Deutsche Hospitality Partners With Brendal Hotel Group to Expand MAXX by Steigenberger Brand

Germany, Frankfurt. October 03, 2019

Everything is pointing to further growth. Deutsche Hospitality is planning to expand the portfolio of its up-and-coming MAXX by Steigenberger brand by up to twelve hotels before the end of 2022. This will be achieved by entering into a cooperation agreement with the family-owned Brendal Hotel Group. MAXX by Steigenberger is a fresh and charismatic concept which places the focus on the essential. It combines the renowned Steigenberger level of quality with a sense of urban comfort.

"We are delighted to cooperate with the Brendal Hotel Group as our franchise partner," said Thomas Willms, CEO, Deutsche Hospitality. "This is a company which offers all the prerequisites to drive forward the successful expansion of our new MAXX by Steigenberger brand. The planned hotels to be delivered by the Brendal Hotel Group will be the perfect vehicle in terms of rolling out MAXX by Steigenberger and achieving a clear market positioning in the German speaking countries. This will enable us to enhance our presence at attractive locations and to offer our guests an even greater selection."

Axel Jünke, Managing Director of the Brendal Hotel Group, added: "Brendal represents sustainable and at the same time modern hotel concepts that offer great value for money and huge potential for further development. MAXX by Steigenberger is the ideal franchise partner for us as we seek to realise the owners' vision of growth accompanied by the very highest standards of service."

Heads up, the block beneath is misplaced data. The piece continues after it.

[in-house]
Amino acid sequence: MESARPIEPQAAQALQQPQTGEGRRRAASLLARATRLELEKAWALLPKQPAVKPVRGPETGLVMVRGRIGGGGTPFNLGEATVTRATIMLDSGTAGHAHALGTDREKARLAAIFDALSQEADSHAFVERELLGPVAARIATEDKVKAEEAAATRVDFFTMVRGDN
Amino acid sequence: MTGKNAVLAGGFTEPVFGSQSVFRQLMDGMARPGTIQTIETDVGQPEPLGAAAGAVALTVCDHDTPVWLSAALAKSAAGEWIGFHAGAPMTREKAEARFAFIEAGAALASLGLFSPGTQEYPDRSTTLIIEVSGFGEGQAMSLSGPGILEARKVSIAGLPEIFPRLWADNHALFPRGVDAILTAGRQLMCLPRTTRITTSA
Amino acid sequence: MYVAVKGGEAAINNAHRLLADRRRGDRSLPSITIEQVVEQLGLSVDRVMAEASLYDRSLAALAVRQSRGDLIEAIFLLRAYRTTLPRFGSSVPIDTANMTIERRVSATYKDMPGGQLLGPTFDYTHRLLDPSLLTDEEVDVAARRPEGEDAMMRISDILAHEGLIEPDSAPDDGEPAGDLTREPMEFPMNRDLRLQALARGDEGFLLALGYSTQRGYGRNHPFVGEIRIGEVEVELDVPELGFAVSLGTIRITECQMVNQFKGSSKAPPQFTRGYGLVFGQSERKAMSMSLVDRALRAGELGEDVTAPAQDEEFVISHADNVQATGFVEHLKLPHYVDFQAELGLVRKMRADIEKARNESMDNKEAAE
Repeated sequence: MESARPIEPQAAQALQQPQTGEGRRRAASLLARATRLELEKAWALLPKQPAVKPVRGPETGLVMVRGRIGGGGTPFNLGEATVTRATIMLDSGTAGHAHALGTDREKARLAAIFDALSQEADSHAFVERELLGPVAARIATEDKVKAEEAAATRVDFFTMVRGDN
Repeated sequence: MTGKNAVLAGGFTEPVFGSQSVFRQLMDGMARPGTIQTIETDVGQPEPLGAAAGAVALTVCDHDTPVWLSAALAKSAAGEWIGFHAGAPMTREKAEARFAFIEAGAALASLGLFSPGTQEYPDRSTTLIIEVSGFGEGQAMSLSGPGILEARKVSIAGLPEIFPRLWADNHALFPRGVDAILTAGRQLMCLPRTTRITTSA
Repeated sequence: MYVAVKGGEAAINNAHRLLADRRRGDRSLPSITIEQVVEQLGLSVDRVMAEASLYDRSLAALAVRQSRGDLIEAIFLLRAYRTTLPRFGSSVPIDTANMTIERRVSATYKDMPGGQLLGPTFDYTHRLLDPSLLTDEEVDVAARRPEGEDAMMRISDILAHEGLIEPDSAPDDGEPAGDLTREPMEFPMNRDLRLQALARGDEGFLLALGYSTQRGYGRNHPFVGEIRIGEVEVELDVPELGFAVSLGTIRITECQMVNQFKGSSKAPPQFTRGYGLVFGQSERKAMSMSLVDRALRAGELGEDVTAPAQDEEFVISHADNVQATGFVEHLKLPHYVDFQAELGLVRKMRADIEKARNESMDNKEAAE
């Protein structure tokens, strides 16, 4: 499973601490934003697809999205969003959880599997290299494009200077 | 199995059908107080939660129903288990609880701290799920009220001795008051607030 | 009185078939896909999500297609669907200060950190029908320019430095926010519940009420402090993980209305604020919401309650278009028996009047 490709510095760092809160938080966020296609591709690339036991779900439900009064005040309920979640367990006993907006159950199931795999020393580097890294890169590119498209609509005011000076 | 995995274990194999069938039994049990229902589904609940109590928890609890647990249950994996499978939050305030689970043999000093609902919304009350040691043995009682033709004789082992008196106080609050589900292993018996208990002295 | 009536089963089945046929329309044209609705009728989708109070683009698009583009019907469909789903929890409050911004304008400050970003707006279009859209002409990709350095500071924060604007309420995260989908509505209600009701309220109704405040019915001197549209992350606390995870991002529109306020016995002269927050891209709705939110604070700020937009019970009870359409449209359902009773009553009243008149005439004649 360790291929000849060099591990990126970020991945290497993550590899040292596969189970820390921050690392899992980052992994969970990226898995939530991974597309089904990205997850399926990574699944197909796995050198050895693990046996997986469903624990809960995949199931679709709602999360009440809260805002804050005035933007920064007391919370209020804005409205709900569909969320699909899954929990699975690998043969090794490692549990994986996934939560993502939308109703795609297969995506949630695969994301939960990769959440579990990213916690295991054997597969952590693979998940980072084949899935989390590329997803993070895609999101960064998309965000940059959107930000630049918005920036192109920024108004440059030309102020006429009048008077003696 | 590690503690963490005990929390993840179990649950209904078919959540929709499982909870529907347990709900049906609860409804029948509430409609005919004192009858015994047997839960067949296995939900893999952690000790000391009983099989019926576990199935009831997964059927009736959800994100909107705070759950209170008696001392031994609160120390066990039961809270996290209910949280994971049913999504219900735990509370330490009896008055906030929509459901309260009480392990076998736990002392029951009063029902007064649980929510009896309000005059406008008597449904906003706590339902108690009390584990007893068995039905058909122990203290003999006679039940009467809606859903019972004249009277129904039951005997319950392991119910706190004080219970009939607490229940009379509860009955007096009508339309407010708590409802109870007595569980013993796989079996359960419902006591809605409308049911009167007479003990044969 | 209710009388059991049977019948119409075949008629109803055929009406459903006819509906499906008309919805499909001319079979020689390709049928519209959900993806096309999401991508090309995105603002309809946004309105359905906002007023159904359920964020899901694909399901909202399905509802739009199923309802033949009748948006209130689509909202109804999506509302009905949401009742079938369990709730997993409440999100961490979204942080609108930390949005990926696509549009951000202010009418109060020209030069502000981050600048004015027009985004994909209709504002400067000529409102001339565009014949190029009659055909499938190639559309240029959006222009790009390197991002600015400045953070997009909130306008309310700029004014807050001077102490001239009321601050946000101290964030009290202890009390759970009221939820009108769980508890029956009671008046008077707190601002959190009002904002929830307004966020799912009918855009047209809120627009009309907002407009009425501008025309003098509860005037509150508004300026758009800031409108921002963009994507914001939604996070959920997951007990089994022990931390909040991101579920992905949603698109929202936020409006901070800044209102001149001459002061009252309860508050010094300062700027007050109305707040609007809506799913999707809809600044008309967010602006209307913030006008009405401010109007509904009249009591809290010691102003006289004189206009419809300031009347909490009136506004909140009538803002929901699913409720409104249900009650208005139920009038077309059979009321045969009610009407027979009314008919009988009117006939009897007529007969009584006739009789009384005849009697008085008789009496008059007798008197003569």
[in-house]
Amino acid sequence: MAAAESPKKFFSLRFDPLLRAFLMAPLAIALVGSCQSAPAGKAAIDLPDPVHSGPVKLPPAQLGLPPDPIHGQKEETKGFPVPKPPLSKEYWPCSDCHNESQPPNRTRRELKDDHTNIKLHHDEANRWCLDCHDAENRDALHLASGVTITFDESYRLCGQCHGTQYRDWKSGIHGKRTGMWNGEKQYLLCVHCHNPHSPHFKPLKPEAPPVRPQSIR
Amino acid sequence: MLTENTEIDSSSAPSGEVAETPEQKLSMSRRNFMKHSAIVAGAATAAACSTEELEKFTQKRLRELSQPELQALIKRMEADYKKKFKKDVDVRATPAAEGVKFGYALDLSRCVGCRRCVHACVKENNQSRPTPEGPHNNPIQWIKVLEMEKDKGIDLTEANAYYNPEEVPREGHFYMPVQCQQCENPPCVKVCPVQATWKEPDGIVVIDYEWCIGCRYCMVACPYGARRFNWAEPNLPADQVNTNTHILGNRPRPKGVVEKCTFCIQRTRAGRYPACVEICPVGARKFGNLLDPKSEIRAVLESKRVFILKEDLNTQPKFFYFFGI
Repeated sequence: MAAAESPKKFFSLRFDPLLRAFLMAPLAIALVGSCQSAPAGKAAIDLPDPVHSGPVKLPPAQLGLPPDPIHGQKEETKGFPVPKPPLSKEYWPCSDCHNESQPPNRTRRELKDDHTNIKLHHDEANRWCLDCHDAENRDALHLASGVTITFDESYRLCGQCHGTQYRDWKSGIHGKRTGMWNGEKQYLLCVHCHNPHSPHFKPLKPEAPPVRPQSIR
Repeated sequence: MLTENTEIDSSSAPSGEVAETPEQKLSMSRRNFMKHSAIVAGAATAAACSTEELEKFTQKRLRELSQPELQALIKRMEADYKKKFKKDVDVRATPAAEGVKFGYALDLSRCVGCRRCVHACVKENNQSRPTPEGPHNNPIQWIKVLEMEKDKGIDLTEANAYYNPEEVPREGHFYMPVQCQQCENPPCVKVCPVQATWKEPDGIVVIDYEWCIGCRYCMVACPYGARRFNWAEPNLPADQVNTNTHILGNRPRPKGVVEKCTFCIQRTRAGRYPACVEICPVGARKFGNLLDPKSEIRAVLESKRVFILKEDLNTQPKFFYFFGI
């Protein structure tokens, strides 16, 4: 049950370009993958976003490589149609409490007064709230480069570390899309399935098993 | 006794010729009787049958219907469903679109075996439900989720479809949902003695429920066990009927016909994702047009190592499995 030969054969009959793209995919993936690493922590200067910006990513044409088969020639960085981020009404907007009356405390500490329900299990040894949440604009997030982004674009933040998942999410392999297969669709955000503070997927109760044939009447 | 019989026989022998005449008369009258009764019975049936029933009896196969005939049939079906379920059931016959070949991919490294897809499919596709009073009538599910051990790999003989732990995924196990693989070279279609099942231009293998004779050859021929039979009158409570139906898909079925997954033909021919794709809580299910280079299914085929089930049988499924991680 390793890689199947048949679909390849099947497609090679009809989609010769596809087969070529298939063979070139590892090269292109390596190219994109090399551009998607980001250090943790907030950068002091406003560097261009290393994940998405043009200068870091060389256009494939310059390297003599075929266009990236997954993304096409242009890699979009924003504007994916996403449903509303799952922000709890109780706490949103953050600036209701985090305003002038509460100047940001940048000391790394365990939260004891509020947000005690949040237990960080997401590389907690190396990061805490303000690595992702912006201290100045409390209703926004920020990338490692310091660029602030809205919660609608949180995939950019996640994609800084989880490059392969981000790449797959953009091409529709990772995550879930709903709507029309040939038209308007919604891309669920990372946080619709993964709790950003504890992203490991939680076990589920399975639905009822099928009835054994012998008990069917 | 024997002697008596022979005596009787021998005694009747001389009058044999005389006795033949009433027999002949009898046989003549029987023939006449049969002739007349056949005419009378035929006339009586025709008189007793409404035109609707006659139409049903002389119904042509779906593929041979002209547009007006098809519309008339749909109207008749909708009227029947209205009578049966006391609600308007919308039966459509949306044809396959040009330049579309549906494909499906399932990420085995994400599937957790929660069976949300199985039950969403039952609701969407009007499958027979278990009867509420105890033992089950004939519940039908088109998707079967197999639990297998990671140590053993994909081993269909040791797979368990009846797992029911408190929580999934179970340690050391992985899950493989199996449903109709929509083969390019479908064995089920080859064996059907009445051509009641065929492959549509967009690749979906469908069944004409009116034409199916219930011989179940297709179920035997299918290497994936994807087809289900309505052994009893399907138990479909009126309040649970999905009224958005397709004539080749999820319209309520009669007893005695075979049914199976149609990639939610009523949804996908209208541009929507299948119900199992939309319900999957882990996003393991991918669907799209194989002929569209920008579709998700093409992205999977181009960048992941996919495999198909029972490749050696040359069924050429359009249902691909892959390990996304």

Up to now, the Brendal Hotel Group GmbH runs its hotels independently. Following a corporate restructuring and the drawing up of specific plans for expansion, the Brendal Hotel Group GmbH opted to pursue growth on the basis of a framework agreement with Deutsche Hospitality and via franchising arrangements with MAXX by Steigenberger.

Deutsche Hospitality moved into the economy segment in February 2019 when it acquired the Danish Zleep Hotels brand. It currently has more than 30 further hotel openings in the pipeline, the primary emphasis being on international locations.

Subscribe to our newsletter
for more Hotel Newswire articles

Related News

Choose a Social Network!

The social network you are looking for is not available.

Close
Coming up in December 2019...

Hotel Law: A Labor Crisis and Cyber Security

According to a recent study, the hospitality industry accounted for 2.9 trillion dollars in sales and in the U.S. alone, was responsible for 1 in 9 jobs. In an industry of that scope and dimension, legal issues touch every aspect of a hotel's operation, and legal services are required in order to conform to all prevailing laws and regulations. Though not all hotels face the same issues, there are some industry-wide subjects that are of concern more broadly. One of those matters is the issue of immigration and how it affects the ability of hotels to recruit qualified employees. The hotel industry is currently facing a labor crisis; the U.S. Labor Department estimates that there are 600,000 unfilled jobs in the industry. Part of the problem contributing to this labor shortage is the lack of H2B visas for low-skilled workers, combined with the difficulty in obtaining J-1 visas for temporary workers. Because comprehensive immigration reform is not being addressed politically, hotel managers expect things are going to get worse before they get better. Corporate cyber security is another major legal issue the industry must address. Hotels are under enormous pressure in this area given the large volume of customer financial transactions they handle daily. Recently, a federal court ruled that the Federal Trade Commission had the power to regulate corporate cyber security, so it is incumbent on hotels to establish data security programs in order to prevent data breaches. The lack of such programs could cause hotels to face legal threats from government agencies, class action lawsuits, and damage to their brand image if a data breach should occur. These are just two of the critical issues that the December issue of Hotel Business Review will examine in the area of hotel law.